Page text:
The nomadic lifestyle of East Africa’s Maasai is legendary, but it greatly complicates the ministry of those seeking to share Christ with them.
Although it is possible to build roads in the barren landscape where a living has to be eked out, there seems little point since connecting people requires them to stay in the same area.
Taking the Good News to the Maasai remains a priority though to those who wish to see this tribal group leave behind their animistic beliefs and turn to the one true God.
With that goal in mind, MAF’s team in Tanzania is perfectly placed; the aircraft can provide the necessary mobile support, while the pilots share the desire to see the Maasai come to Christ.
As recently as 20 years ago, there were only a few dozen Maasai believers in the region of Malambo. During the following years, MAF has flown evangelists to the numerous airstrips across this isolated region.
Being Maasai themselves, these mission workers have a much greater understanding of the cultural barriers to the Gospel that their people face.
Now, there are thousands of Christians in the Malambo area and close to 600 new believers were baptised in 2013 alone.
Oloishiro was one of those who came to faith 20 years ago through an evangelistic safari flight to the airstrip at Embalbal.
At that time he was a youth chief, so he was already a man of power. Despite his status, many in his community rejected Oloishiro because of the decision he then took to become an evangelist himself.
Over the years, many young people nevertheless became deeply impacted through his ministry and accepted Christ.
In the second half of 2013, MAF Pilot Andrew Parker received an extra flight request outside of the usual schedule; Oloishiro was seriously ill with a heart condition and needed a medevac to a hospital.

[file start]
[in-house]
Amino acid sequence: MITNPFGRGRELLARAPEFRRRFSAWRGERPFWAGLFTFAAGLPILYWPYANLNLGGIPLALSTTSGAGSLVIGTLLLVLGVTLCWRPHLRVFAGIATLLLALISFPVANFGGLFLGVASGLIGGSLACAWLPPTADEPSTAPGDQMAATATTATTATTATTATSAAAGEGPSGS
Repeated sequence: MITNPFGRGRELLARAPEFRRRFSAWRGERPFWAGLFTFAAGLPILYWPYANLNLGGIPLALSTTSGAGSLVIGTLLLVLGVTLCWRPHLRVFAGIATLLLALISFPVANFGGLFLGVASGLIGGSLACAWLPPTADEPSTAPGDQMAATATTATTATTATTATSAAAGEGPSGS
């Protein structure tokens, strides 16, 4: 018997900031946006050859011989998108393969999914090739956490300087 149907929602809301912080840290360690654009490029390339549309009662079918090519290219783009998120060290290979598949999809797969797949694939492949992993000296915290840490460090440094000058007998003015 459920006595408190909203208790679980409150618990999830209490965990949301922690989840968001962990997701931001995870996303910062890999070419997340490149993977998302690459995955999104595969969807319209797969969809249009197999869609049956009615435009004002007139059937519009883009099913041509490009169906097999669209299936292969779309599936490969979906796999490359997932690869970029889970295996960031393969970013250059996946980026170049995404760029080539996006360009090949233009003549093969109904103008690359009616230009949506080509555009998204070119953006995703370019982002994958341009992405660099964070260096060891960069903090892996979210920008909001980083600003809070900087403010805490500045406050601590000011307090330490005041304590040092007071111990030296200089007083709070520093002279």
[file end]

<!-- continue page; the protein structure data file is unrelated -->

Although Andrew got him to the Selian Lutheran Hospital in Arusha, Oloishiro died soon after.
Even facing death, this ambassador of Christ’s was proclaiming his belief in the afterlife to the doctors, shaking their hands and telling them he was going to be with the Father.
Oloishiro leaves not only his family behind but also a community in mourning. The work to win Malambo’s Maasai for Christ remains too and recent developments have heightened the need to share a message of hope; climate change is undermining the feasibility of their nomadic lifestyle while the government seeks to establish greater land rights and taxation in the region.
To strengthen the foundations of new believers’ faith and continuing their follow-up work among Maasai who come to Christ, the evangelists have recently launched a Bible discipleship course.
Elisha Moita, who is at the centre of the outreach ministry, believes however that the need for MAF’s involvement is greater than ever. 'Most of the Maasai living in this area have no access to any kind of communication network whatsoever... MAF is still needed for deliverance and changes of life,' he concludes.
The Maasai may be a people on the move, but the need to reach them with the Good News doesn’t shift.